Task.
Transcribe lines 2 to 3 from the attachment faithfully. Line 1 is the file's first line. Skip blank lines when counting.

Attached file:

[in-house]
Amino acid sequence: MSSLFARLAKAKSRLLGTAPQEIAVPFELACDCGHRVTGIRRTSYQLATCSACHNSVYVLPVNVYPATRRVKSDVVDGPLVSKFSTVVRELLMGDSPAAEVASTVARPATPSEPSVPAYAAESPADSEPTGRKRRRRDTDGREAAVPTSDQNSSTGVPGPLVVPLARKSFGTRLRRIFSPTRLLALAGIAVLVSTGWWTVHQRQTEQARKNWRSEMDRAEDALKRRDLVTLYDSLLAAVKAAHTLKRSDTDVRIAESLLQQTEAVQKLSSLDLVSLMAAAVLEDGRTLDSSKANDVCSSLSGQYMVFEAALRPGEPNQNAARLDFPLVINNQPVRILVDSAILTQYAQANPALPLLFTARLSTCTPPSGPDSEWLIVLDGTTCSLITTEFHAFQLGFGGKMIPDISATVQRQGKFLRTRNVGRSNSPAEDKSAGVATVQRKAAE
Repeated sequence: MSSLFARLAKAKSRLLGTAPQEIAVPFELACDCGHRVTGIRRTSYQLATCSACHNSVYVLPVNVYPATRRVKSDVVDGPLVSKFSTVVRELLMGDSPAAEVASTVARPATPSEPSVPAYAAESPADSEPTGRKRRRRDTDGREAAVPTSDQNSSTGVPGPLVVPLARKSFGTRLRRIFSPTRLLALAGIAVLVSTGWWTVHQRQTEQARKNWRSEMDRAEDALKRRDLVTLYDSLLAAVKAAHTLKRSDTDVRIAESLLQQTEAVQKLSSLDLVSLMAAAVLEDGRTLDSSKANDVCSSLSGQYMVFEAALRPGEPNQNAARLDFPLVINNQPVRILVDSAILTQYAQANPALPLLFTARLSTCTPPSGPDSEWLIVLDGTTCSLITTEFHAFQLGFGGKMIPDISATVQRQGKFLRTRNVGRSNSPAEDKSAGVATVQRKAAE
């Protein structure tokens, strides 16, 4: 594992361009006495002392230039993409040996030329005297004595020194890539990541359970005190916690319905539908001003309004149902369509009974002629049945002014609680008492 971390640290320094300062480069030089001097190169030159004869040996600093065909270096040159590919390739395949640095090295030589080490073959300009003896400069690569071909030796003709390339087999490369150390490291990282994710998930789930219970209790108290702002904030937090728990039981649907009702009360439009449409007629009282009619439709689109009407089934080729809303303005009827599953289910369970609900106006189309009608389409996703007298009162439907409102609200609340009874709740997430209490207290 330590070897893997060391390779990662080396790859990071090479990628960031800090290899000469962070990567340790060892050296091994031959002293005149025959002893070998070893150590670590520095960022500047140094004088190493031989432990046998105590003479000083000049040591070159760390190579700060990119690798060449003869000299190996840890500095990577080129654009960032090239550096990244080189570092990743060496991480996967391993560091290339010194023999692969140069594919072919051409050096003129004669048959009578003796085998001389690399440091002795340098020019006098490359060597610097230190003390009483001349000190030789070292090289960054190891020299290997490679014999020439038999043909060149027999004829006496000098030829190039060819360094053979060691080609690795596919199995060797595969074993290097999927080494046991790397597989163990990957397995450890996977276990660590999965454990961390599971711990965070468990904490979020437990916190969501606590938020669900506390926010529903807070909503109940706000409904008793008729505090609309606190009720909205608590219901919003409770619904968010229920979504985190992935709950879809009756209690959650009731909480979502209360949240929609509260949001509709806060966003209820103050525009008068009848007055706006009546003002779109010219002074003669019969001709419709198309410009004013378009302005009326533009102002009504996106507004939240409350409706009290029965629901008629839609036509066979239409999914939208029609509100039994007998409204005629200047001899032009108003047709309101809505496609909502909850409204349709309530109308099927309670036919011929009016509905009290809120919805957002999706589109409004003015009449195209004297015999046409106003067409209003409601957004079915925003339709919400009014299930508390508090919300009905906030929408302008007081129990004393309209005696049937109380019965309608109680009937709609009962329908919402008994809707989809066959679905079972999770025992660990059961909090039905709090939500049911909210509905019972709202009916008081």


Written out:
Amino acid sequence: MSSLFARLAKAKSRLLGTAPQEIAVPFELACDCGHRVTGIRRTSYQLATCSACHNSVYVLPVNVYPATRRVKSDVVDGPLVSKFSTVVRELLMGDSPAAEVASTVARPATPSEPSVPAYAAESPADSEPTGRKRRRRDTDGREAAVPTSDQNSSTGVPGPLVVPLARKSFGTRLRRIFSPTRLLALAGIAVLVSTGWWTVHQRQTEQARKNWRSEMDRAEDALKRRDLVTLYDSLLAAVKAAHTLKRSDTDVRIAESLLQQTEAVQKLSSLDLVSLMAAAVLEDGRTLDSSKANDVCSSLSGQYMVFEAALRPGEPNQNAARLDFPLVINNQPVRILVDSAILTQYAQANPALPLLFTARLSTCTPPSGPDSEWLIVLDGTTCSLITTEFHAFQLGFGGKMIPDISATVQRQGKFLRTRNVGRSNSPAEDKSAGVATVQRKAAE
Repeated sequence: MSSLFARLAKAKSRLLGTAPQEIAVPFELACDCGHRVTGIRRTSYQLATCSACHNSVYVLPVNVYPATRRVKSDVVDGPLVSKFSTVVRELLMGDSPAAEVASTVARPATPSEPSVPAYAAESPADSEPTGRKRRRRDTDGREAAVPTSDQNSSTGVPGPLVVPLARKSFGTRLRRIFSPTRLLALAGIAVLVSTGWWTVHQRQTEQARKNWRSEMDRAEDALKRRDLVTLYDSLLAAVKAAHTLKRSDTDVRIAESLLQQTEAVQKLSSLDLVSLMAAAVLEDGRTLDSSKANDVCSSLSGQYMVFEAALRPGEPNQNAARLDFPLVINNQPVRILVDSAILTQYAQANPALPLLFTARLSTCTPPSGPDSEWLIVLDGTTCSLITTEFHAFQLGFGGKMIPDISATVQRQGKFLRTRNVGRSNSPAEDKSAGVATVQRKAAE